If you want better investment advice, ask tougher questions of your adviser.
That’s the idea behind the latest book by John De Goey, an investment adviser who advocates for investors. Mr. De Goey believes most advisers are trying to do good work for clients, but they often fail because of misguided thinking. Selling high-cost investment products and chasing investments with great returns are all part of it.
The best way for investors to deal with these and other aspects of bad advice is to press their adviser with questions, says Mr. De Goey, a portfolio manager and certified financial planner (CFP) at Wellington-Altus Private Wealth. His book is a manual on how to do this.
The book is called STANDUP to the Financial Services Industry: A Practical Guide For Canadians. STANDUP is an acronym for “scientific testing and necessary disintermediation underpin professionalism,” a phrase Mr. De Goey cooked up to describe his aim of disrupting the financial advice business.
Here’s an edited transcript of a Q&A with Mr. De Goey about his book and what it offers investors who want better advice:
John, lots of investors believe fees are the biggest problem area in dealing with an adviser. What do you think about that?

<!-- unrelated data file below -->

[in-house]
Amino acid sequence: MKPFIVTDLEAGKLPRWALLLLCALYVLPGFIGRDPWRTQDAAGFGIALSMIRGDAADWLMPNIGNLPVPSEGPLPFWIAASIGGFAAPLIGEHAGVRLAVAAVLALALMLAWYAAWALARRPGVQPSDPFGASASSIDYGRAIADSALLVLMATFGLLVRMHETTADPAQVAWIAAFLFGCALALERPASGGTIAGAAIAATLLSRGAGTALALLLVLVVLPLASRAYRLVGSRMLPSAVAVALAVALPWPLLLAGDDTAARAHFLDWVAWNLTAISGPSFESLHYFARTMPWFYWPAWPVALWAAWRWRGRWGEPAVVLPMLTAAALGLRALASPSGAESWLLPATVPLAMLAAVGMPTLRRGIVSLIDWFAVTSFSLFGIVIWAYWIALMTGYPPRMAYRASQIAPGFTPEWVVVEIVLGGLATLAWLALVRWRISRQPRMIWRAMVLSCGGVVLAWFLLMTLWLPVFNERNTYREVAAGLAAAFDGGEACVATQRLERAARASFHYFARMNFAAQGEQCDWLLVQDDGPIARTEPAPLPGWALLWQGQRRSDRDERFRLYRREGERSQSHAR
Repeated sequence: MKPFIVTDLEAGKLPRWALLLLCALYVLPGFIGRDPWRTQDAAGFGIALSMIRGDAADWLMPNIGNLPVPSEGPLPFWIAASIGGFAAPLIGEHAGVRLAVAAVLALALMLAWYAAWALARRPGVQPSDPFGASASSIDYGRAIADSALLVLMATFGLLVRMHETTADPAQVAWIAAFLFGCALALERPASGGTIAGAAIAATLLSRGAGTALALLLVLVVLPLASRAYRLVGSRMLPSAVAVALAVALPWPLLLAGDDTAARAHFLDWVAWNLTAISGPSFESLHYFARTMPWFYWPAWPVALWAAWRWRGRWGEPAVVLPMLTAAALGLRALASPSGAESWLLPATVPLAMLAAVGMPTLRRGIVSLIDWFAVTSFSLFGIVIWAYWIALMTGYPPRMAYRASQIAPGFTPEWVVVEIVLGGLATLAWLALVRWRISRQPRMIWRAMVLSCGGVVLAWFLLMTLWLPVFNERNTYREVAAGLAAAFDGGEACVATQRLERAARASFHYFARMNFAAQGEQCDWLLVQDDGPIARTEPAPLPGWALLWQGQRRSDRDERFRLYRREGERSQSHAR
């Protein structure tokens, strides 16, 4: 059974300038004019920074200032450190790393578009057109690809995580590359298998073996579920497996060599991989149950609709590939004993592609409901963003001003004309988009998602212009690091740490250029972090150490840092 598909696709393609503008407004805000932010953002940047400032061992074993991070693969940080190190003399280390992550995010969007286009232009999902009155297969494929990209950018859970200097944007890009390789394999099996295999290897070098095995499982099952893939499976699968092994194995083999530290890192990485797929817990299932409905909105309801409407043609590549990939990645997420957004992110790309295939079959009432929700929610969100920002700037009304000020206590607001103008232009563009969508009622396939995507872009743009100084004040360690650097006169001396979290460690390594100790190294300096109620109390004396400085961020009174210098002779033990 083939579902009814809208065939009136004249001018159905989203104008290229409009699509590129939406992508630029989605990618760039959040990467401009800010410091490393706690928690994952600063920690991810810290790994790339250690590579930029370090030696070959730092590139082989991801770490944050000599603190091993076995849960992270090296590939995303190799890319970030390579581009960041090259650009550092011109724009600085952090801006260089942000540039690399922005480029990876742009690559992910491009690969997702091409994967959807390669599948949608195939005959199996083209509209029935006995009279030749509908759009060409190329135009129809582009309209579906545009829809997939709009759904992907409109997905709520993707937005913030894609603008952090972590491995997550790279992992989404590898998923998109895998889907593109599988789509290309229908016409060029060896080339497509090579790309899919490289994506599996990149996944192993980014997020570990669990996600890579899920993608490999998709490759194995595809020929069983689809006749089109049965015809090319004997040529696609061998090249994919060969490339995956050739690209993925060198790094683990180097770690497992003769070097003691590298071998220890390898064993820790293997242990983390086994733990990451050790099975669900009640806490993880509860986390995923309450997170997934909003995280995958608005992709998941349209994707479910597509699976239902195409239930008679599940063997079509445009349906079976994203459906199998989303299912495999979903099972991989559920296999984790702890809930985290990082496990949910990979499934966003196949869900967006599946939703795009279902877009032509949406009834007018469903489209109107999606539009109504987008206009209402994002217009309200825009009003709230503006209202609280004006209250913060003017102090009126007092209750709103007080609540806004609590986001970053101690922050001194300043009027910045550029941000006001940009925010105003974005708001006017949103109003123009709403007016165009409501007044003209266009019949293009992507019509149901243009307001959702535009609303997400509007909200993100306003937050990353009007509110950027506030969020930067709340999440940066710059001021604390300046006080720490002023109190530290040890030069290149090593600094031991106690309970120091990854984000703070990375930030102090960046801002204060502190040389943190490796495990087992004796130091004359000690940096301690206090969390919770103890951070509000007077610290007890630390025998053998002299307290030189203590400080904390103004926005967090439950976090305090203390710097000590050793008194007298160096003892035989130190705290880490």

I half agree with them. But it’s about value. What are you getting for what you’re paying for? Price is the conspicuous part – this is how much you’re paying. What’s less obvious and more circumstantial is what you’re getting in return.
You’ve written four editions of a book for advisers (The Professional Financial Advisor) on how to provide good advice – is it fair to read the new book as a recalibration? An attempt to promote change by equipping investors to ask better questions and thereby get better results?
Exactly. Heaven knows, I tried to get advisers to be more professional, to wear the white hat, to be the good guys in the spaghetti Western of personal finance. And they ignored me because they were convinced that they were doing everything properly. The only way I can actually effect change – because, you know, I’ve given up on regulators – is to give investors the tools to do this. The problem is, Canadians are notoriously docile. They tend to accept whatever answers they’re given, no matter how ridiculous they are.
You say in the book that Canada has too many advisers for our population – why is this?
The industry likes it that way, and the barrier to entry is very low. The industry has never had the gumption to actually say, we’ve overbuilt and we should get rid of the people who are more marginal.
You characterize advisers as largely well-meaning, but too often oblivious. Oblivious to what?